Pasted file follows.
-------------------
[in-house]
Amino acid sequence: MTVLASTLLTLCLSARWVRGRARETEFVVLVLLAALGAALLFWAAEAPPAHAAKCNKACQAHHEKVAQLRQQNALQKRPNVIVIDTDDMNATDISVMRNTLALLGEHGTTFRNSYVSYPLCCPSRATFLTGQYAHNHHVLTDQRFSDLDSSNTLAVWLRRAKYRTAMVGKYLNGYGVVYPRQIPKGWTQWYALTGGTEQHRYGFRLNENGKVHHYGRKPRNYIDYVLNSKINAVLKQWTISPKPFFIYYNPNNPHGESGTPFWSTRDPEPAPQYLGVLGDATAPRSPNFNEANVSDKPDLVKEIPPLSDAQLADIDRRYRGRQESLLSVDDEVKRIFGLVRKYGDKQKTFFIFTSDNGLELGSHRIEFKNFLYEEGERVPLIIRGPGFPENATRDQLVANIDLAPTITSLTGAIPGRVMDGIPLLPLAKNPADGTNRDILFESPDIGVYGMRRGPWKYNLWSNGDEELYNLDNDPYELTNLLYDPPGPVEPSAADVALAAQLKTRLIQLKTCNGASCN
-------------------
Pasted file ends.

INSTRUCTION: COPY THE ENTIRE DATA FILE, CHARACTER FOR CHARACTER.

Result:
[in-house]
Amino acid sequence: MTVLASTLLTLCLSARWVRGRARETEFVVLVLLAALGAALLFWAAEAPPAHAAKCNKACQAHHEKVAQLRQQNALQKRPNVIVIDTDDMNATDISVMRNTLALLGEHGTTFRNSYVSYPLCCPSRATFLTGQYAHNHHVLTDQRFSDLDSSNTLAVWLRRAKYRTAMVGKYLNGYGVVYPRQIPKGWTQWYALTGGTEQHRYGFRLNENGKVHHYGRKPRNYIDYVLNSKINAVLKQWTISPKPFFIYYNPNNPHGESGTPFWSTRDPEPAPQYLGVLGDATAPRSPNFNEANVSDKPDLVKEIPPLSDAQLADIDRRYRGRQESLLSVDDEVKRIFGLVRKYGDKQKTFFIFTSDNGLELGSHRIEFKNFLYEEGERVPLIIRGPGFPENATRDQLVANIDLAPTITSLTGAIPGRVMDGIPLLPLAKNPADGTNRDILFESPDIGVYGMRRGPWKYNLWSNGDEELYNLDNDPYELTNLLYDPPGPVEPSAADVALAAQLKTRLIQLKTCNGASCN